Canton Museum of Art kicks off 2022-23 exhibition season with four new fall exhibitions

The Canton Museum of Art will open its 2022-23 exhibition season, beginning with fall exhibitions, on Tuesday, August 23, at 10:00 a.m. Fall exhibitions include: Unseen: The Process and Art of American Printmaking, Lessons and Landscapes: The Legacy of Gerry Bernhardt, Continued Continuing: Paintings by Amy Casey and Illusions from the CMA Collection: Seeing is Deceiving. The autumn exhibitions will be on view from August 23 to October 30, 2022.

Opening Celebration, Friday, September 2nd, 5:00pm – 7:00pm – The Canton Museum of Art will welcome guests to a private opening celebration for the fall exhibitions on Friday, September 2nd, from 5:00pm – 7:00pm. There will be light hors d’oeuvres and a cash bar. CMA will offer free admission and extended hours, 10:00 a.m. to 8:00 p.m., in honor of First Friday in September.

CMA Executive Director and CEO Max Barton II said, “CMA’s Fall Exhibitions are an exciting journey through diverse artistic processes and developments from the 20th century to today. We’re delighted to welcome everyone to experience these can’t-miss exhibitions, so we hope you’ll include CMA in your fall plans!”

Featured exhibitions in the main gallery
Invisible: The Process and Art of American Printmaking
From the early 20th century to the present day, printmaking has played an important role in American art and the history of the United States. Unseen: The Process and Art of American Printmaking explores the history of printmaking in America and the various “unseen” techniques within the medium while showcasing works from the CMA’s collection, many of which have never before been exhibited in the galleries.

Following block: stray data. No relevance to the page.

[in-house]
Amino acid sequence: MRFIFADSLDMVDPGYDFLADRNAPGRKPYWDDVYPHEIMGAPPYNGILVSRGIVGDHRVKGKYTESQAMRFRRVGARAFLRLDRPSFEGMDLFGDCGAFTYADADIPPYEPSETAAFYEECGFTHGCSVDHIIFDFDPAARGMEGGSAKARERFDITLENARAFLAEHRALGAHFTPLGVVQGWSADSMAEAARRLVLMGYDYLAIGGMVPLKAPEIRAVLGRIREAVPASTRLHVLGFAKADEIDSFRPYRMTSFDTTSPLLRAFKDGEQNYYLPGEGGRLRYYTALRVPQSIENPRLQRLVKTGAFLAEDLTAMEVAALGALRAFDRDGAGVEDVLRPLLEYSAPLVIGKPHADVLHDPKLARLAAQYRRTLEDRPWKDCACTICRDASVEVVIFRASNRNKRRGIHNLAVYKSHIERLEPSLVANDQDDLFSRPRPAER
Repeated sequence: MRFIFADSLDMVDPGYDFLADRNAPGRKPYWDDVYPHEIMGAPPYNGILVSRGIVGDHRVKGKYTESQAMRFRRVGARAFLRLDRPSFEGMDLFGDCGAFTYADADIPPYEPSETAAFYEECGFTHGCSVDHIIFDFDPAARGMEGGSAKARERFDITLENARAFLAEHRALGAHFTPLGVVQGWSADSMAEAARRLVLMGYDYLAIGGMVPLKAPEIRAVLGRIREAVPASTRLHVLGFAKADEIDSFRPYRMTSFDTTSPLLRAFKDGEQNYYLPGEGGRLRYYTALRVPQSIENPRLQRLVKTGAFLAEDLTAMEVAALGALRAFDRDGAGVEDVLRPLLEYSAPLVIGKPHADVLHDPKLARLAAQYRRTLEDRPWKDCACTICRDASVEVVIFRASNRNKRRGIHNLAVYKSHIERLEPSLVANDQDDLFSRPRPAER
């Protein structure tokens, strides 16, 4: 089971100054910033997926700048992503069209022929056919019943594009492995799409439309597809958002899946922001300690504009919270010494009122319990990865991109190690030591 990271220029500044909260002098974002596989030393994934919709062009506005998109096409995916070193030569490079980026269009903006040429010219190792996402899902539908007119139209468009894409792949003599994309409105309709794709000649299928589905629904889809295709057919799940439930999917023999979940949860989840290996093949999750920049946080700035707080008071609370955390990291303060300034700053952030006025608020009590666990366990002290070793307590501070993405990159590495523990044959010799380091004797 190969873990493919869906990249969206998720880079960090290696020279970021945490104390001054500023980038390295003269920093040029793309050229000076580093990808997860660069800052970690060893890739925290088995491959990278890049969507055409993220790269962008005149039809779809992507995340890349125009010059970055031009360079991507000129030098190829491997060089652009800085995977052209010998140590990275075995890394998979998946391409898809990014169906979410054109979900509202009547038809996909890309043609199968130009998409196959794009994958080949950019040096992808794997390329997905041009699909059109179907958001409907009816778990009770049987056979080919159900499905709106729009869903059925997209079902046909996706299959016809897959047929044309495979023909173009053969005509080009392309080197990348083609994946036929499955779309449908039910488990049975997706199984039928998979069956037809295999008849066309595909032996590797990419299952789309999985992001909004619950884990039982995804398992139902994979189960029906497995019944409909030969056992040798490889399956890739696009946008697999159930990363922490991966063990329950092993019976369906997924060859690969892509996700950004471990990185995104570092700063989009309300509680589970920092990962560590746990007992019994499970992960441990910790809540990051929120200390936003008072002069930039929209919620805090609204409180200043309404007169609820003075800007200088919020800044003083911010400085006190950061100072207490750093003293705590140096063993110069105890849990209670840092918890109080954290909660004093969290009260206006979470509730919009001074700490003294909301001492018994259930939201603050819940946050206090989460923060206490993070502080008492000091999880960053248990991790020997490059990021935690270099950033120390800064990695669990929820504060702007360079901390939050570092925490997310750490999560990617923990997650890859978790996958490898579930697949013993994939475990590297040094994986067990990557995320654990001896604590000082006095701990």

Featuring works by notable printmakers including Thomas Hart Benton, Richard Anushkiewicz, Robert Rauschenberg and James Rosenquist, Unseen traces the medium from its European influences in the 1920s and later into the 1930s, when printmaking was finally accepted as a form of art in this country, to the explosion of graphic arts during the Great Depression, and further into the experimentation with printmaking in the 1950s with a revival of woodcuts and greater use of color screen printing.

In the 1960s, Pop artists used color lithography and screen printing to further their social commentary, while Op artists used color and geometry to experiment with movement and illusion. As Unseen demonstrates and celebrates, the tradition of printmaking in America continues today—and many contemporary artists consider the medium their primary body of work and an important component of their stylistic and intellectual journey.

Lessons and Landscapes: The Legacy of Gerry Bernhardt
The exhibition Lessons and Landscapes captures the creative journey of local artist Geraldine (Gerry) Jane Cook Bernhardt (1924 – 2003). An avid supporter and student of the Art School of the Canton Museum of Art, her sketches, studies and notes fill the gallery walls alongside many finished watercolor paintings. Gerry often traveled and created detailed sketches of the surrounding landscapes. Some of these sketches contain meticulous color notes to be incorporated into a later rendering of the design, as well as other notes and criticisms about her composition. This exhibition highlights the talent and love of the artistic process, while giving insight into the dedication, thought and adjustments made along the way.